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Environmental Field Day is a chance for fourth-graders to tap into all their senses.
“I think, overall, that kids don’t get to get out and experience outdoorsy-type situations like we have here today,” said Brandon Webb, head ranger in Wilson County for the North Carolina Forest Service. “They are not behind a computer screen. They are getting all of the senses at one time.”
Webb and other rangers joined representatives from North Carolina Cooperative Extension, the U.S. Department of Agriculture Farm Service Agency and the Wilson County Soil and Water Conservation District in putting on the annual visit to the outdoors.
The program for fourth-graders has been going on for more than three decades.
“These kids do not know where their food comes from or how things survive. They do not know how water quality contributes,” said Ricky Hayes, director of the North Carolina Soil and Water Conservation District in Wilson County. “They don’t know where these animals come from. They don’t know where they live. This is a good way to show them from start to finish how animals develop, what’s important, and all of the parts of the food chain.”
“I think education of the young people is critical because most of them aren’t raised on farms anymore like they were once,” said Dwight Batts, owner of Batts Tree Farm, where the event was held.
Batts said it’s a chance to get children exposed to men and women who help people who produce food crops.
“These are people who have invested time to get an education and also to do that for the benefit of the public in general and perhaps they will find a career in doing that,” Batts said. “It is one of the parts of the chain of life. We love having them come out. It is fun to see the excitement.”
Jess Anderson, an extension agent with the North Carolina Cooperative Extension office in Wilson County, helped show the children products that were produced from crops grown in Wilson County.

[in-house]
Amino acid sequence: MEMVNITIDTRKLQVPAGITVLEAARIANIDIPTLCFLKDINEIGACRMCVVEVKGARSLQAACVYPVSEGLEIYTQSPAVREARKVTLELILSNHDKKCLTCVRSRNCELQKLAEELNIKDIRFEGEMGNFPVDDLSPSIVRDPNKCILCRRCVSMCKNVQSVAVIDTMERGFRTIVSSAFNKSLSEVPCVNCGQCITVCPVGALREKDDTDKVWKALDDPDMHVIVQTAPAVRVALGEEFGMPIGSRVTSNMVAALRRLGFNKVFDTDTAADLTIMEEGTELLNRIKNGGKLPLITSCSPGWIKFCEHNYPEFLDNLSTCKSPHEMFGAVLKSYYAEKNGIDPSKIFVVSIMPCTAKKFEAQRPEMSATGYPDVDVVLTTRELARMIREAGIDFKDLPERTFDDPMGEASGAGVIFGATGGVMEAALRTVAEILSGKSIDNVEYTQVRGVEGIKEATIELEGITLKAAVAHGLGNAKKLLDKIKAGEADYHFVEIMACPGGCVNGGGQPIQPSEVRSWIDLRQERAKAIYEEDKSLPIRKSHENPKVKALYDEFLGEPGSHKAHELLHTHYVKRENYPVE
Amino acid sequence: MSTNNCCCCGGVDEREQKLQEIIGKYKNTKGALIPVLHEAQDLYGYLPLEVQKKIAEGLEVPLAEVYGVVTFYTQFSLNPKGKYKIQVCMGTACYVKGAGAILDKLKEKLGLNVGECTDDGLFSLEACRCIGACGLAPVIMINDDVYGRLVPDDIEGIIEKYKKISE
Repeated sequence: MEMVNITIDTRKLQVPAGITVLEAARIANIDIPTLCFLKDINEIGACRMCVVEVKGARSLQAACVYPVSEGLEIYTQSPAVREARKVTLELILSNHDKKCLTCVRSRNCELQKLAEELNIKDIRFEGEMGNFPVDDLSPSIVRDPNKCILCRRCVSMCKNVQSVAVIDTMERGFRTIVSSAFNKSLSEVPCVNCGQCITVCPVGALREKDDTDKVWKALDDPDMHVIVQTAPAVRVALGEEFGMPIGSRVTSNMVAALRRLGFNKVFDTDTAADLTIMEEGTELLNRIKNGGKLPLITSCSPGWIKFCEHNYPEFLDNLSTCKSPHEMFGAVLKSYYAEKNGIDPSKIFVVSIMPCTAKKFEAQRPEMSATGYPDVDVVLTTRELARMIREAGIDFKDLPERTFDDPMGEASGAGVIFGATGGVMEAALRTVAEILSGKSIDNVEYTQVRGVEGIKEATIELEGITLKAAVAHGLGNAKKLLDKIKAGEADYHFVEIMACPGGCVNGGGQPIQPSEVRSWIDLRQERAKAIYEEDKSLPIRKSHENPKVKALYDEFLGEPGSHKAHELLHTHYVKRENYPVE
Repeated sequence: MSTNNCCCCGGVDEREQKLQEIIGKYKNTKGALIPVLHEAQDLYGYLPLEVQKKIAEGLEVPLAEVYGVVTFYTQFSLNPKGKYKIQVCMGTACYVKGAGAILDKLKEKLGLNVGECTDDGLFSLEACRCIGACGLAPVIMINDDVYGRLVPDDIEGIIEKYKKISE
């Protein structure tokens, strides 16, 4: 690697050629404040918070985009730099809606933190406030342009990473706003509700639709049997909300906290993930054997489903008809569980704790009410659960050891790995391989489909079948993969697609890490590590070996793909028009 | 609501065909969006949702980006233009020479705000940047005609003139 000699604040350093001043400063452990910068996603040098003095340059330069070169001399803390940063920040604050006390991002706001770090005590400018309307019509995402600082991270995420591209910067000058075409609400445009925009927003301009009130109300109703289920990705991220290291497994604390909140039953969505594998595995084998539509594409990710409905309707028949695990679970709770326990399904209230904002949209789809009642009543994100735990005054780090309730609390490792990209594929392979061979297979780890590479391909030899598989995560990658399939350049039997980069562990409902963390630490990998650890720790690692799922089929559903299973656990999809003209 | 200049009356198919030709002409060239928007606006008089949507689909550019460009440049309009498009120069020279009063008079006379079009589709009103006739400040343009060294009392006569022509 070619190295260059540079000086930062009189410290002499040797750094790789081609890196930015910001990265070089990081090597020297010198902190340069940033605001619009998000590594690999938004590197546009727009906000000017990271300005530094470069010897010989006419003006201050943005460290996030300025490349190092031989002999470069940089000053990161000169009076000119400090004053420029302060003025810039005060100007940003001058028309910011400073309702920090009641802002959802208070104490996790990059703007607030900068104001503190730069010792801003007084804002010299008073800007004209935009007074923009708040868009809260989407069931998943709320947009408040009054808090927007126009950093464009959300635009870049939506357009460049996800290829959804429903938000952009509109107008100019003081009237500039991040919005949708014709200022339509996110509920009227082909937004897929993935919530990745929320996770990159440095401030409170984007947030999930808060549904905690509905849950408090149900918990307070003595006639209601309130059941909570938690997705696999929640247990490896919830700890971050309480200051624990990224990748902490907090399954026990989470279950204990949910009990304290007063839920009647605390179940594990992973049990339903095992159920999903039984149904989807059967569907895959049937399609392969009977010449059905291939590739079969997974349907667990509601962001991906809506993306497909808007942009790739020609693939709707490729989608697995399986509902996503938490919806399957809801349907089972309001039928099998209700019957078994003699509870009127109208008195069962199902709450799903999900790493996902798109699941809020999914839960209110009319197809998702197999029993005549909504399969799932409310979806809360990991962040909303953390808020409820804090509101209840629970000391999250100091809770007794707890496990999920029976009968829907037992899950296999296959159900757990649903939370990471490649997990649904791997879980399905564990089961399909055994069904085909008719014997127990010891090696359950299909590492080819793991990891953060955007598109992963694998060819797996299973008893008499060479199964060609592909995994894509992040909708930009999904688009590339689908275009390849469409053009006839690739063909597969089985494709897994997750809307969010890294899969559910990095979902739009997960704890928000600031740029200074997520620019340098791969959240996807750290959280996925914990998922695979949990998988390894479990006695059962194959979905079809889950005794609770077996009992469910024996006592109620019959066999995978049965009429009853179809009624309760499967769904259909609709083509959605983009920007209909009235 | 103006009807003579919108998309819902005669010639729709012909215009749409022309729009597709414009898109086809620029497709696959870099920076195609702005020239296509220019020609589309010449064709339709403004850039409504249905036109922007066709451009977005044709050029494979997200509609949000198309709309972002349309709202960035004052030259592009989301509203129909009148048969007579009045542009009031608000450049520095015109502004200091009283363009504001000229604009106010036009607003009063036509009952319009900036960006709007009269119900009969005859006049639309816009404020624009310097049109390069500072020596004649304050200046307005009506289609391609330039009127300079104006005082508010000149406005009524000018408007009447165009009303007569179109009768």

“Extension’s motto and 4-H in general is to learn by doing, so we believe that a hands-on component is essential to learning and to experiencing new things,” Anderson said. “Bringing them out here on a live farm and having them touch and see and smell and experience what goes on out here is a great opportunity to enhance the curriculum. These kids might not grow up to be farmers, but they are going to grow up to be consumers. So having the connection that what they purchase in a grocery story or what they purchased in a clothing store could have been grown or produced in their home county, I think we are just connecting those dots for them so that they become educated consumers.”
Students were given an opportunity to learn about things in the environment that correspond with the curriculum.
“Well, the first group we went to was the animals,” said Abigail Reason, a fourth-grader from Gardners Elementary School. “I knew what water spiders looked like and how they do stuff, but I never knew that they actually had wings, so I thought that was kind of an interesting fact.”
They saw the outdoors and learned how it relates to their own lives, like how the toothpaste they use actually comes from trees.
“By doing this, I feel like every time they pass a tree now, they are going to look at it differently,” Webb said.